But. Lately I feel compelled to leave story behind, wherever possible. A few weeks ago, I participated in my first triathlon (it was a run-bike-run because the pool was under construction). Not only was it my first triathlon but my first race of any kind (barring the compulsory stuff in junior high). I never ran in my life before I was 40. This is not an exaggeration. I NEVER ran. I was the kind of kid that liked to read books and watch Bewitched, not run and sweat. In my twenties, I did a lot of yoga, walked, and lost weight but never ran. I was planning to write a blog post about the triathlon, but never quite got around to it. I just was not particularly interested in my own story.
I came in last in the triathlon, and there are several possible stories to tell, considering that fact. One is a sad story about how this completely demoralized me. Clearly, this story is false. Another is a story of triumph -- unathletic, nerdy girl discovers her hidden potential at midlife, re invents herself, and finishes a triathlon, despite the emotional struggle of being last. I could tell this story, and give it the hero's journey slant, but I won't, because I don't connect to it in any way.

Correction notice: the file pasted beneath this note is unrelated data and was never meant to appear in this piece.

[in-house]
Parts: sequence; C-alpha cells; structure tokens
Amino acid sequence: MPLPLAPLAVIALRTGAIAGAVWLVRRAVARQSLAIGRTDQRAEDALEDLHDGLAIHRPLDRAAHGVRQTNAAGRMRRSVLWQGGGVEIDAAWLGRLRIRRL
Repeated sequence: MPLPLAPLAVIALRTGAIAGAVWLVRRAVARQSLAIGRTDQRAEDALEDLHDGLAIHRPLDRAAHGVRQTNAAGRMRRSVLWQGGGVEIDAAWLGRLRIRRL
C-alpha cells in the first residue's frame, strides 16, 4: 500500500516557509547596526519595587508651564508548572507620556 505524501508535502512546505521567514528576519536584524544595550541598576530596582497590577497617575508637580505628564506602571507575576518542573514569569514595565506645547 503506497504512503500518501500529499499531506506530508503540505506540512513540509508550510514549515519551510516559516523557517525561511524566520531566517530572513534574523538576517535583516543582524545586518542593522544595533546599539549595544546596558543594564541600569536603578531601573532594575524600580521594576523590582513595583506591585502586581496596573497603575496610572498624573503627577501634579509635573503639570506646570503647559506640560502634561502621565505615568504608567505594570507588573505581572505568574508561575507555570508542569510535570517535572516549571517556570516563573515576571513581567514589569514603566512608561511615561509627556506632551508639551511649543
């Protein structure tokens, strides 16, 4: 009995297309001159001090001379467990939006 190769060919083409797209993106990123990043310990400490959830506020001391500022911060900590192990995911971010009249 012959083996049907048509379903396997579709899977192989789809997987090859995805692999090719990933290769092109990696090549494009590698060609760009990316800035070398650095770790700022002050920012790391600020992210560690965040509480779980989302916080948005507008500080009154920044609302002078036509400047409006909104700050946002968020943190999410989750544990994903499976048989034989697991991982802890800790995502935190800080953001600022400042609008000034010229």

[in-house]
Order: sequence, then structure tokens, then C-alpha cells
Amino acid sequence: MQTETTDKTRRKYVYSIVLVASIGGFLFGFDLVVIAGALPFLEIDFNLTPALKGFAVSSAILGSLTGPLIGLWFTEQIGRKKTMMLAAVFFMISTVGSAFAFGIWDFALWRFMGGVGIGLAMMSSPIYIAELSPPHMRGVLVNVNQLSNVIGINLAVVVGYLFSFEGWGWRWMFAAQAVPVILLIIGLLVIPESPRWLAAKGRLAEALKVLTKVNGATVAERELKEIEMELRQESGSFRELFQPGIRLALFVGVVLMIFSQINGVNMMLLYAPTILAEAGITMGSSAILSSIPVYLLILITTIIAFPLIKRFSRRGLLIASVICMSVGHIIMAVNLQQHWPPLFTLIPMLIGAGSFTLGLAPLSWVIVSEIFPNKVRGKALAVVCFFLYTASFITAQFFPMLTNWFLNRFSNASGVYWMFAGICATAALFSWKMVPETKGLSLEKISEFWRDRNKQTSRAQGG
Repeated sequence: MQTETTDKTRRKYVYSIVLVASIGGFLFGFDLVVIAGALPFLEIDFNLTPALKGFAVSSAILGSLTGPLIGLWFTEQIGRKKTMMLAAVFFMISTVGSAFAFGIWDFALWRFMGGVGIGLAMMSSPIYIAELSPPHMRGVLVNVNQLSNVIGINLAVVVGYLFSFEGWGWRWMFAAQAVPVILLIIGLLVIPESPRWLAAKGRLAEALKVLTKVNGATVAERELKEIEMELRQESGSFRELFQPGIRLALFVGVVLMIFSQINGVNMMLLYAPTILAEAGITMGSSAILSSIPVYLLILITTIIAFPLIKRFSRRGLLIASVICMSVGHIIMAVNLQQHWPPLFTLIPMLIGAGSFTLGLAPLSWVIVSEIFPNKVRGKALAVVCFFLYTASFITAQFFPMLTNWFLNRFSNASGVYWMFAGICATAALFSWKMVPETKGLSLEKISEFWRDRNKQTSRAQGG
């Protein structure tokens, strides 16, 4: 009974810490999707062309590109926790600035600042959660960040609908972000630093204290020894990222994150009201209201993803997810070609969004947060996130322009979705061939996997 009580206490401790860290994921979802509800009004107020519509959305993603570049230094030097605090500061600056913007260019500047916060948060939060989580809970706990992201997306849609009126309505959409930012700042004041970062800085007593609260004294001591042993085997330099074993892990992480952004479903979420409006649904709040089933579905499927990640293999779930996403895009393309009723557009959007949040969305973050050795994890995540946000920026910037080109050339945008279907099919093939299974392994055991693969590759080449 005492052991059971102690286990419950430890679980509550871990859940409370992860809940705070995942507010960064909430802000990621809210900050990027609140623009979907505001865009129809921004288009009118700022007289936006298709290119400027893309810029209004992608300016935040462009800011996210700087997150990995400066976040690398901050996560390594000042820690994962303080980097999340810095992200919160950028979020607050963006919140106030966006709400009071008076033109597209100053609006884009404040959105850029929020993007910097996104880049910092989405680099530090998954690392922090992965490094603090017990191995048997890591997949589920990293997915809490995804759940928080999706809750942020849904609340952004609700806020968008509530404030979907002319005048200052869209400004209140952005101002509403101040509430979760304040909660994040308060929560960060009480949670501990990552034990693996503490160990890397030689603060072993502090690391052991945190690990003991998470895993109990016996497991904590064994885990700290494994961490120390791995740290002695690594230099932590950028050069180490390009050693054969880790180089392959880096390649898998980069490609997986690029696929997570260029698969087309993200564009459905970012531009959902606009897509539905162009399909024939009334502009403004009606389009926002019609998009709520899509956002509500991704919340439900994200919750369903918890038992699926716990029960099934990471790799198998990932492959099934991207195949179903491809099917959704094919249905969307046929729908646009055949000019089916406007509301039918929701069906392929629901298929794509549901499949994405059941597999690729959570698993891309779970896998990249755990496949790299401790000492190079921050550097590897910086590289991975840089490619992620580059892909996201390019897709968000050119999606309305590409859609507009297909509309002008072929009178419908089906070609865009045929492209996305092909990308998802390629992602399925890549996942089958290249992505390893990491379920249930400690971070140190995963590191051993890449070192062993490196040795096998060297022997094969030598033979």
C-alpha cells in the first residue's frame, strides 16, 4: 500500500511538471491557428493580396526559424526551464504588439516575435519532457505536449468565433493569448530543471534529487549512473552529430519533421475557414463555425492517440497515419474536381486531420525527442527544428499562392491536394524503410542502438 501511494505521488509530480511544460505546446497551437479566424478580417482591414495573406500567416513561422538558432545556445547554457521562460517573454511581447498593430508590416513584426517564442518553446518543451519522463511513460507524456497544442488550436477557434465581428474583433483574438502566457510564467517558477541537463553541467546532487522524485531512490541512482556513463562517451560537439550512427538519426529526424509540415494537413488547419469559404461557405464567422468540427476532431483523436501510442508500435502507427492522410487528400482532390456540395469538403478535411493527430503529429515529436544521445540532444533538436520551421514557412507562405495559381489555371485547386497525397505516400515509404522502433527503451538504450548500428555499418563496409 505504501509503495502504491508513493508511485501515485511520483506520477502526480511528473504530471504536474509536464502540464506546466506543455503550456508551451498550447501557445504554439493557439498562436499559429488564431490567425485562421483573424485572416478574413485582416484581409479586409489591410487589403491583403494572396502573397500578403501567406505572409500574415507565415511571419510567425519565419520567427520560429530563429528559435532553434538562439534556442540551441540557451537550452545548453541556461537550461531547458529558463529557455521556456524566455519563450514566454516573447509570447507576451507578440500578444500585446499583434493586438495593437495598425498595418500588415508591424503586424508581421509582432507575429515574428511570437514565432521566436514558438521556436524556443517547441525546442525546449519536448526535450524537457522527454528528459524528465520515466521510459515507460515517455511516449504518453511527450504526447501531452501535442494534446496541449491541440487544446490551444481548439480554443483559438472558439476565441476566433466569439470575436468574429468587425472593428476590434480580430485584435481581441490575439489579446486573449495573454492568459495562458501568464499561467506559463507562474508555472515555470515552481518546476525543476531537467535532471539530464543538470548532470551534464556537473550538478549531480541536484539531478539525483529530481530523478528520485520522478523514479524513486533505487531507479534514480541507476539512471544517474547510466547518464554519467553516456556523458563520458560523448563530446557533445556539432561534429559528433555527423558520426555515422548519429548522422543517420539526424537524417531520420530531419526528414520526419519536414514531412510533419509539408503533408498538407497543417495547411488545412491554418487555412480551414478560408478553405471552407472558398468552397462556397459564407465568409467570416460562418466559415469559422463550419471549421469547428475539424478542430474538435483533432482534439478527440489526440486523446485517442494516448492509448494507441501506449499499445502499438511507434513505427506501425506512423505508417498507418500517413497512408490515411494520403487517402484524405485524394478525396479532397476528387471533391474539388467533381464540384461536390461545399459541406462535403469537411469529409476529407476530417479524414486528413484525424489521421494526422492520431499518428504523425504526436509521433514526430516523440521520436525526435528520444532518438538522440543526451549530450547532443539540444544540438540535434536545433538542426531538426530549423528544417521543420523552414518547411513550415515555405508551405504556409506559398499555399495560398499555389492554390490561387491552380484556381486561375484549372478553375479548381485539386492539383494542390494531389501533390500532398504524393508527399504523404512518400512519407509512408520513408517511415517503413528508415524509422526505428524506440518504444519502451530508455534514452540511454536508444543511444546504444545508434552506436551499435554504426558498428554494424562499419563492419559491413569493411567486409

I've become a lot more aware lately about how my own stories about my identity have held me back. I have always identified as someone who NEVER QUITS. If I had to walk 100 miles, I would, unless I dropped dead first. But I never thought of myself as someone who was strong. This made weight training difficult at first. At some point I just gave up the story. I didn't pep talk myself. I didn't repeat mantras. I don't tell myself I'm strong. I just gave up the story of "not strong." My workout record demonstrates I am strong, by most standards, but it's not a story I need to hold onto. I am working on giving up the story of being "not fast," when it comes to running. I don't need a story of being "fast." I don't need a story at all to become stronger, faster, and maybe someone who quits a little more often because some things need quitting.
I recently participated in a weight loss contest at work. I didn't win, and didn't expect to. I set a goal of losing 18 pounds and lost 14 (in 18 weeks). I went from a size 12 to a size 6. When you factor in weight training, 14 pounds can have a much bigger positive effect than you would imagine. I have no story about this -- it's just something I did. I don't have a good photo from the start of the weight loss contest, but the one on the top is fairly representative of where I was at the beginning of March, with "after" photo on the bottom (from July 16).
What is the opposite of story? I think it's just living life, one moment at a time.